Stop Waiting for Permission; Make Your Own Decisions

If you are asking about Opting Out, as a parent you have already reached certain conclusions. Maybe you believe the STAAR has had a negative effect on curriculum and you can’t support it. Maybe you find it developmentally inappropriate. Maybe you have seen the physical and emotional toll it takes on kids and don’t want to subject your child to that. Maybe you just don’t like outsourcing the assessment of Texas school kids to a foreign corporation. Whatever the reason, if you are asking about Opting Out, you’ve either reached those conclusions, or you are concerned enough about some issue to want to take action. So what are you waiting for?

If you are waiting on permission from your school before deciding to Opt Out of the STAAR test, let me save you some time. You won’t get it. The TEA has given districts their marching orders. They are to tell all parents that it is not permitted, ever, under any circumstances. Nevermind the hundreds or thousands of parents who opted out last year. Never mind all the voices who post on this forum and will tell you they Opted Out with no consequences. If you want your school’s permission, you don’t really want to Opt Out. What you want is to be excused. You want the school to do your job for you. They are usually all too happy to parent your child for you. That is, as long as it fits their rules. Since Opting Out doesn’t fit their rules, they won’t handle that part of it for you. You have to do the hard work.

2016 Update: At least in Houston ISD, there is now a formal opt out process.  That alone should tell you that it is permitted and the decision to actively oppose you is a local decision.

What’s the hard work? The hard work is being a parent. The hard work is giving the school more respect than they give you and letting them know your decision. The hard work is listening to them lie and say that parents can’t opt their child out. The hard work is politely telling them that you weren’t asking their permission but have already decided. The hard work is letting them know that you understand the state ties their hands – that you don’t hold that against them and that you are sure they don’t hold your decision against you. The hard work is figuring out whether to refuse by staying home or by telling your child just not to fill out the test forms. The hard work being an advocate for your child if the school is upset by your decision.

The hard work is informing yourself and not taking any threats at face value. If they tell you your child will be retained, ask them why their retention rates don’t match their STAAR failure rates. Answer: because 90%+ of kids don’t take or don’t pass STAAR are still promoted. If they tell you that your child has to be tested on a makeup day, tell them you know it’s a district option and that you want your child in class even if it means they “grade” the refused assessment. If they try the truancy scare tactics, the hard work is telling them you aren’t concerned because you are home schooling on those days. If they tell you that you have to withdraw your child to avoid STAAR, tell them you know that’s not true. They can’t show you a law or regulation that says so.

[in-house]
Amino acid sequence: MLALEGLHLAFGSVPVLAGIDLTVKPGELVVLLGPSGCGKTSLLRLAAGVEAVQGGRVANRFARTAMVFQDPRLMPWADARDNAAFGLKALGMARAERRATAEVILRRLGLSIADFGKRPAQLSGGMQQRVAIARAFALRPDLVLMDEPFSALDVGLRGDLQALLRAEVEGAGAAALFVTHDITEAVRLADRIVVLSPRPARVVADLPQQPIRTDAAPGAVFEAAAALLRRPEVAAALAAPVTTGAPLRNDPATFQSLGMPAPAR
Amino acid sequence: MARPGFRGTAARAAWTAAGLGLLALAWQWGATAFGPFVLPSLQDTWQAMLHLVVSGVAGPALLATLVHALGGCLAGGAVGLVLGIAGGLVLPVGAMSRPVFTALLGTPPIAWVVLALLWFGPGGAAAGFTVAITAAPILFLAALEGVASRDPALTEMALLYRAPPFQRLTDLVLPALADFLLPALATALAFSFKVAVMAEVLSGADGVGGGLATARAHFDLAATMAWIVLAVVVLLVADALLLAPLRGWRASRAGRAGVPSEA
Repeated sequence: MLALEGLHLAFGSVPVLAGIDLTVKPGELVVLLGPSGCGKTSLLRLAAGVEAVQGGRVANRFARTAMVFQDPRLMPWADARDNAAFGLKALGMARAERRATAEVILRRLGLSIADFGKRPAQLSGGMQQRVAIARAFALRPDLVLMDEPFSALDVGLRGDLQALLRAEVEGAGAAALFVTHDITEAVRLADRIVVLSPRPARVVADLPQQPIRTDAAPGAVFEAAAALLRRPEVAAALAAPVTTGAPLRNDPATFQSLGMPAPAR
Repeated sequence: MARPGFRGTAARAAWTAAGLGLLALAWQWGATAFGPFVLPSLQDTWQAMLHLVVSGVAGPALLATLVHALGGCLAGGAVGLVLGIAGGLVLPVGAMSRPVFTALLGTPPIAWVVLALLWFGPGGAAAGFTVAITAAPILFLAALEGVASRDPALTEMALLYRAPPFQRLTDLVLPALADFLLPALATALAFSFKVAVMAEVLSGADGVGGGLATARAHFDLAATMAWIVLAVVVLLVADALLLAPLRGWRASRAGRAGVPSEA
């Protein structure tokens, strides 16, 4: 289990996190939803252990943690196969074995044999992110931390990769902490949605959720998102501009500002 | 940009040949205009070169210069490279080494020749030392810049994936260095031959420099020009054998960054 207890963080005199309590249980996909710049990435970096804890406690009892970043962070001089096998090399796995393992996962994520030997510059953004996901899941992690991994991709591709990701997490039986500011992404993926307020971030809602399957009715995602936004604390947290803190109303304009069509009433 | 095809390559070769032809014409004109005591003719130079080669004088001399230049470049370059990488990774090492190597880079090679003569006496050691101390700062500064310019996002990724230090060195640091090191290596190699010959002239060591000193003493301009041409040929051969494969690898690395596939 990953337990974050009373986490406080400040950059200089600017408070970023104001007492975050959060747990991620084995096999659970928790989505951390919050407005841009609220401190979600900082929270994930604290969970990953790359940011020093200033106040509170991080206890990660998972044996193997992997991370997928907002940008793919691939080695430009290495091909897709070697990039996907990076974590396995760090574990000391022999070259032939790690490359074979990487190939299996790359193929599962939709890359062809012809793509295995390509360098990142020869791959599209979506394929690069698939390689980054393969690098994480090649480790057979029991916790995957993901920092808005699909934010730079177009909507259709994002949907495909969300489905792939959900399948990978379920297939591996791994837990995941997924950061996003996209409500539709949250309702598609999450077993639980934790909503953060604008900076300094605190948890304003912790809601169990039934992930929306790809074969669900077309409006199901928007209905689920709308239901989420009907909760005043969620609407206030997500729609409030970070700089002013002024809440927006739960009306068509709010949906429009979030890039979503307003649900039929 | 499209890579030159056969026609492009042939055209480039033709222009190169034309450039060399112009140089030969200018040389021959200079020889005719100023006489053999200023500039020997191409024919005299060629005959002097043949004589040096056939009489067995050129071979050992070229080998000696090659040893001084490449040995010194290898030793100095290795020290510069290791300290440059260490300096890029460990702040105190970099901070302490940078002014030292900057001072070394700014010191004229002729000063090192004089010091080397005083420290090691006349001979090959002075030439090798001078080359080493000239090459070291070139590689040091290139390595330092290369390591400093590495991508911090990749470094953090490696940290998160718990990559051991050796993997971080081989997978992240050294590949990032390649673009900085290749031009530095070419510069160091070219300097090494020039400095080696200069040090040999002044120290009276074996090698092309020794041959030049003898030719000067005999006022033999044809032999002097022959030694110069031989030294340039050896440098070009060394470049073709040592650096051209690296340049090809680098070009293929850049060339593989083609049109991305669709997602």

2016 Update: Due to amendments to the truancy law, if the student otherwise has good attendance, missing a week of school for Opt Out will not put you at risk of truancy.

We are here to support you. We’ll fight for you if you want. But what we can’t do is give you the backbone to do what you already know is right. Only you can do that hard work. You’ll have amazing support and cheering crowds. Your kids will have what they deserve. But not if you wait for permission. You don’t ask the school for permission on any of your other child rearing decisions. Why do you want it now?

8 Comments

  1. Rita K Woodman

    My Grandson spent spring break with me. He’s 8 years old and is a whiz at math but has issues with reading comprehension even though he can read quite well. But when he spoke of returning to school on Monday he openly sobbed because he’s exhausted from going to “Smart Start” before every school day, and he’s so stressed out about not passing the StaarsTest (he has already failed the preliminary test) that he doesn’t even want to return to school. He feels like a failure and dumb because he can’t pass this horrid test!!! His parents have tried everything, and have now hired a private tutor to try and help him. So Granny is researching for ways to stop the nonsense! I know a group of Mom’s from Flowermound got it stopped. Can you help me?

  2. Tracy

    I have a 3rd grader in Life Skills in Frisco ISD. He is developmentally delayed & probably around a 3yr old cognitively. There is NO chance that he can take/pass the STAAR this year, but we are being told he will still have to take it with accommodations. He is non-verbal & cannot write. I do NOT want him sitting in a room for 4 hrs 2 days in a row being subjected to this test he has NO idea of passing nor will even understand. What are my options? Just keep him home that entire week? This is so maddening that they would expect kids in Special Ed. to be subjected to these tests as well!!

  3. Cindy

    My son is in a high academic charter and gets A’s and B’s. His most difficult subject is math but got an 87 in math this past semester and an 89 in math lab. But he has never passed the math STAAR. He is in 6st grade this year so lady year when he didn’t pass STAAR there was a huge deal made and then of course the tests basically got thrown out due to errors.

    He is go I got back to mainstream public school next year. If we opt.out this year for 6st grade can the school next year try and make him retake 6st grade for any reason even with a 3.50 GPA.

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